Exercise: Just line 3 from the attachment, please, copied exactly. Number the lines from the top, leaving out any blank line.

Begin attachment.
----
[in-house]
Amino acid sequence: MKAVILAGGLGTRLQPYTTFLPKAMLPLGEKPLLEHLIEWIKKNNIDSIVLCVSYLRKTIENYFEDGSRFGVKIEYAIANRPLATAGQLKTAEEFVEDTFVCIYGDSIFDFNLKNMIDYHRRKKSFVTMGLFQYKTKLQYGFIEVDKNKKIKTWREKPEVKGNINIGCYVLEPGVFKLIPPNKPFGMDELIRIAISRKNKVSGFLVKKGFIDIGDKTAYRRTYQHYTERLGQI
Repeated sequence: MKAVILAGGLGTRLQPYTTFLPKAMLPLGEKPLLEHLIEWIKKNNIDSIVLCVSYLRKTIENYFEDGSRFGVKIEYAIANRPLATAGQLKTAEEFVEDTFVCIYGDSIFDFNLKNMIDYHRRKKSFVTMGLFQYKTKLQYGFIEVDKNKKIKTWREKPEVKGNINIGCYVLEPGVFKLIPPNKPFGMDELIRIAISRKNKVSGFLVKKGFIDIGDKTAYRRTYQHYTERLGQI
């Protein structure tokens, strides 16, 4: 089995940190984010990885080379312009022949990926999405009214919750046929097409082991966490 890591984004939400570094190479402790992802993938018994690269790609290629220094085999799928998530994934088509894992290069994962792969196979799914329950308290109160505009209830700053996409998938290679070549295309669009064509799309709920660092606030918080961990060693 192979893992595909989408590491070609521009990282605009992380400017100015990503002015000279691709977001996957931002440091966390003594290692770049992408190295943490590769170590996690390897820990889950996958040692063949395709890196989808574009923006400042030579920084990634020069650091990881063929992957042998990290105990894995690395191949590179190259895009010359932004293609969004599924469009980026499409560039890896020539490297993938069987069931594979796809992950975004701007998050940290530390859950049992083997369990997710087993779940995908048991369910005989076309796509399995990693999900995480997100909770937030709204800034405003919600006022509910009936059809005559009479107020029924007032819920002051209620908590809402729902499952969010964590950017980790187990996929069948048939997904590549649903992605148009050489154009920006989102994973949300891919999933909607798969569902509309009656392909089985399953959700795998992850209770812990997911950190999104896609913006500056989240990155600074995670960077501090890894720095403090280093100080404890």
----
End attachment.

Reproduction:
Repeated sequence: MKAVILAGGLGTRLQPYTTFLPKAMLPLGEKPLLEHLIEWIKKNNIDSIVLCVSYLRKTIENYFEDGSRFGVKIEYAIANRPLATAGQLKTAEEFVEDTFVCIYGDSIFDFNLKNMIDYHRRKKSFVTMGLFQYKTKLQYGFIEVDKNKKIKTWREKPEVKGNINIGCYVLEPGVFKLIPPNKPFGMDELIRIAISRKNKVSGFLVKKGFIDIGDKTAYRRTYQHYTERLGQI